Home Miniature house A doll’s house – richmondmagazine.com

A doll’s house – richmondmagazine.com


James Opher loves to breathe new life into ancient treasures linked to the world of miniatures, and his creativity is fully on display in his all-new My Little Town – Rehab Showplace Dollhouse and Miniatures in Mechanicsville.

Opher’s interest in miniatures dates back to his childhood, when he started working with model cars. “I started saving money for die-cast car models,” he says. “I wanted a place to park the cars, so I made one out of cardboard boxes and Popsicle sticks, things I had at home.”

As a child, he made small models of houses and garages. This skill evolved into larger models of houses and garages and eventually miniature dollhouses.

Opher, an actor who retired as assistant director of cultural arts for the City of Richmond Parks and Recreation Department, enjoys working with discarded or abandoned works of art, refurbishing them to give them their original shine or make them “better than the original, give them a chance to shine again,” he says, noting that his collection of miniatures includes Monticello and the Bell Tower of the Carillon in Byrd Park. “Many miniatures have passed through three generations of a family.”

Twenty percent of the Showplace items are Opher originals, and the rest are refurbished miniatures. “Some of the things I refurbished were vendor samples,” he says. “They used to make a model of a house so that buyers could see what their house would look like.”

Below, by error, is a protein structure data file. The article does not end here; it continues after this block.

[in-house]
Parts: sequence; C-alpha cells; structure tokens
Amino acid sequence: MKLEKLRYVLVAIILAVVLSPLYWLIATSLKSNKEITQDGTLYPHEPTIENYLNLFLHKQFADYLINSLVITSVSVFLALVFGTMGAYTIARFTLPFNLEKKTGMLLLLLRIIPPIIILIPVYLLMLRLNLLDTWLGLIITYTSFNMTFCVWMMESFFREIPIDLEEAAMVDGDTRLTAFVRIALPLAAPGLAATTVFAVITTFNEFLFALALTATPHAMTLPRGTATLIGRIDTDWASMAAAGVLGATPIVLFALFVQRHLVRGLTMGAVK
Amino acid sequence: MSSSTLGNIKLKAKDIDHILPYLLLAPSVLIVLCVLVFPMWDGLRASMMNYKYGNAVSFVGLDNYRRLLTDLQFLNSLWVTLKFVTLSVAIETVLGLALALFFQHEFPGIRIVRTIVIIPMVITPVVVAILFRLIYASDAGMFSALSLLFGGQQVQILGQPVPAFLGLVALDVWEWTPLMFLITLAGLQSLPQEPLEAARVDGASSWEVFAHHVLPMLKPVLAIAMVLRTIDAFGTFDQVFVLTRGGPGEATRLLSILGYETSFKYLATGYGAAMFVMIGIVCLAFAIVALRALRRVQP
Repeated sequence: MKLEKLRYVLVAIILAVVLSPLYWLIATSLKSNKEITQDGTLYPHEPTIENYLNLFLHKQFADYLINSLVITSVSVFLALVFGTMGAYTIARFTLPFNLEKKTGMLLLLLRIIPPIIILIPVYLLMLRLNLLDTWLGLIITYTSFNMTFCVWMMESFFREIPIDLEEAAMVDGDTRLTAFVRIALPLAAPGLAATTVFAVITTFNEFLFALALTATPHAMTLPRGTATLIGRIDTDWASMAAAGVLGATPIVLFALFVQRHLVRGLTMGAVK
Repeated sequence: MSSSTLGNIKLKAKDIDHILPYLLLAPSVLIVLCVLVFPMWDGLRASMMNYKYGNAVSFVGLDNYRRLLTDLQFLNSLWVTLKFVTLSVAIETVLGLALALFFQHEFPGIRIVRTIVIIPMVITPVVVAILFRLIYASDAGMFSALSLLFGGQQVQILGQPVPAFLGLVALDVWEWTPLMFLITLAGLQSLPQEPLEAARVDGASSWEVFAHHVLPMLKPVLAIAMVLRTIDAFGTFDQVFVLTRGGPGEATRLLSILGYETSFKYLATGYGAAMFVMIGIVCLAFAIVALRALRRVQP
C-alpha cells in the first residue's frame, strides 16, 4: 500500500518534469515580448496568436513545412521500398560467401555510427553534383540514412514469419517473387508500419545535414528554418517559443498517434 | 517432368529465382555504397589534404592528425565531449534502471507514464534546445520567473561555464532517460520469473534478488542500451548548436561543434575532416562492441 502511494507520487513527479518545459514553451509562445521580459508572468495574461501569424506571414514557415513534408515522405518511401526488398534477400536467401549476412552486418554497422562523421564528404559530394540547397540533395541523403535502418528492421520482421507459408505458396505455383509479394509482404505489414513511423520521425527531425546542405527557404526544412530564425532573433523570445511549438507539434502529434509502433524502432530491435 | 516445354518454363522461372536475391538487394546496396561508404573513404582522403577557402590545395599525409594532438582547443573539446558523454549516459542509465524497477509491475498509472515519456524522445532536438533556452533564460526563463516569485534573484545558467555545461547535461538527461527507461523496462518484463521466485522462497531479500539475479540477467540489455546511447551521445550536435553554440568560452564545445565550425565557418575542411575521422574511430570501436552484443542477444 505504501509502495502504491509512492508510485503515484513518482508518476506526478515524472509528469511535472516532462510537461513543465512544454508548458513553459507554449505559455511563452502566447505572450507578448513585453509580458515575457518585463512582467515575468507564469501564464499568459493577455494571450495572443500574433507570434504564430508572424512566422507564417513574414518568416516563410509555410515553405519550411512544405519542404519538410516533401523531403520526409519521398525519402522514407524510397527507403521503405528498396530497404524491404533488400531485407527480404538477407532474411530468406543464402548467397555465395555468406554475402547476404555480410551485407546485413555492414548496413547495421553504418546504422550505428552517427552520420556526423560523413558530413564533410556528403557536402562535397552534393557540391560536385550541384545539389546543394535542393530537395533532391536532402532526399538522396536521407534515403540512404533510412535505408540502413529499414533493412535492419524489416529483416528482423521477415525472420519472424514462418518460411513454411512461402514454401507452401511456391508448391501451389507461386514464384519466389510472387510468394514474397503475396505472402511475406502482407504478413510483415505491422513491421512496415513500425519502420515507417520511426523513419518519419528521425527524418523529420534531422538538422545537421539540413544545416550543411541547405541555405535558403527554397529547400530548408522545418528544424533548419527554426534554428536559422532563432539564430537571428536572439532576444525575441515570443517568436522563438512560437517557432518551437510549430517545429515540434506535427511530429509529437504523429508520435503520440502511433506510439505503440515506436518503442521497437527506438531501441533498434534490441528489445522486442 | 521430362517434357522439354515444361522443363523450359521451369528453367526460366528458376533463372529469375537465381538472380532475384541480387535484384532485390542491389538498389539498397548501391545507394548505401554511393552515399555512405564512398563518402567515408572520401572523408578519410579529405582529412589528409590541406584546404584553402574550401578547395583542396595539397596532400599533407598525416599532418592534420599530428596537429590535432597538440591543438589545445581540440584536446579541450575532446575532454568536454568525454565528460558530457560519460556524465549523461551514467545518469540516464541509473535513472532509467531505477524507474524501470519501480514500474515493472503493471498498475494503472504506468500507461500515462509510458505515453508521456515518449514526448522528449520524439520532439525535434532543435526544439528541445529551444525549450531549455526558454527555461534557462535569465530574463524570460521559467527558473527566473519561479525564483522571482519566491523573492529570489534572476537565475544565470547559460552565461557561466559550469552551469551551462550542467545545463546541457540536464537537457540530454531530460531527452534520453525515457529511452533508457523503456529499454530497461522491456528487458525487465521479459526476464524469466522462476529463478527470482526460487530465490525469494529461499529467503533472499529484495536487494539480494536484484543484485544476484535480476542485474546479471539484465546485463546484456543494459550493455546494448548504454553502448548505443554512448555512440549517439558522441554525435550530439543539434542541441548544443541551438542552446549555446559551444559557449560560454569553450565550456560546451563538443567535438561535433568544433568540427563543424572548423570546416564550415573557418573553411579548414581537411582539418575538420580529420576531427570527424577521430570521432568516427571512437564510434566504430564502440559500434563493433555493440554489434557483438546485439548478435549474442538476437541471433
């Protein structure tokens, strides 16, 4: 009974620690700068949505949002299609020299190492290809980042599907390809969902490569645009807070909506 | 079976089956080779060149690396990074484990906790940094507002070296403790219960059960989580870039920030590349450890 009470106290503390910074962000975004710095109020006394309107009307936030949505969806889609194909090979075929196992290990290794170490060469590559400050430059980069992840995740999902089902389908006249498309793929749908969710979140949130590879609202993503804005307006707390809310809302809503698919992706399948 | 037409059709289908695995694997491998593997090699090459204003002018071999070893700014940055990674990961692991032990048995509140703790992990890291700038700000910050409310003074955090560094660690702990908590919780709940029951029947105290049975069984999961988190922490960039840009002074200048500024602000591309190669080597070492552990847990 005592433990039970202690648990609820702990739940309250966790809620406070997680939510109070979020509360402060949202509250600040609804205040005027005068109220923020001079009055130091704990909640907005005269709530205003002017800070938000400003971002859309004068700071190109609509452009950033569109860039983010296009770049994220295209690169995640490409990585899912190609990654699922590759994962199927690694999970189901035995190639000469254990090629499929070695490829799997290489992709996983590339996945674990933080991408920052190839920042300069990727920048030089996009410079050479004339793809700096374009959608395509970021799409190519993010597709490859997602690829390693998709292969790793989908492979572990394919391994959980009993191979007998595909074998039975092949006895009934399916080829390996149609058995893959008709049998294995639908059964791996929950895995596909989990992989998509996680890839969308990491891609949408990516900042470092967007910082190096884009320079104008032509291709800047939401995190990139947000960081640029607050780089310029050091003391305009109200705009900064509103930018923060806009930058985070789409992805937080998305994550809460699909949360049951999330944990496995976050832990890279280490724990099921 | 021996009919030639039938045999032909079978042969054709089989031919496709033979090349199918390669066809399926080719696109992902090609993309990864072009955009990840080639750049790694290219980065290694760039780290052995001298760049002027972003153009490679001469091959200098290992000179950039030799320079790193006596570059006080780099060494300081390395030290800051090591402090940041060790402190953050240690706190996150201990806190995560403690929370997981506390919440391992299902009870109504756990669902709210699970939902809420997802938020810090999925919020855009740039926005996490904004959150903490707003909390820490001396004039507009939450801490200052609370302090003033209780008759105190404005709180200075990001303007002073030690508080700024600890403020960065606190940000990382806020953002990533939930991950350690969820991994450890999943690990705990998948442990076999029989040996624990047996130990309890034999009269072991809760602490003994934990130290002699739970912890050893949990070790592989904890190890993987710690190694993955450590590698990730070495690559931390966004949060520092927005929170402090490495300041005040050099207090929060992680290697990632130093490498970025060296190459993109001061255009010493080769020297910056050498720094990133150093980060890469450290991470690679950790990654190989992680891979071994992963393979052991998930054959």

The miniatures are divided into sections: Mansion Way, Old Town, and Doll House Row. Each is accompanied by information about the part.

Houses are built on a scale – one inch, half an inch, or a quarter of an inch for each foot of an actual house. None of the houses on display are for sale, but Opher would eventually like to sell some of his artifacts, organize workshops, and have a consignment area. Consultations are available for those who wish to hire Opher to refurbish their old miniatures or dollhouses.

Currently, people can come to learn about scale modeling and also buy “items related to miniature houses, like furniture, building materials and magazines,” he says, adding that the Showplace is open. Friday 10 a.m. to 4 p.m. and Saturday 10 a.m. to 4 p.m. from morning to 6 p.m.

Opher likes to see a project from start to finish. He is also proud to hear someone who watches one of his models recall or comment on their work.

“It’s gratifying to see everyone enjoying it,” he says. ” It’s an art. A lot of people like it, but they don’t know they like it until they see it.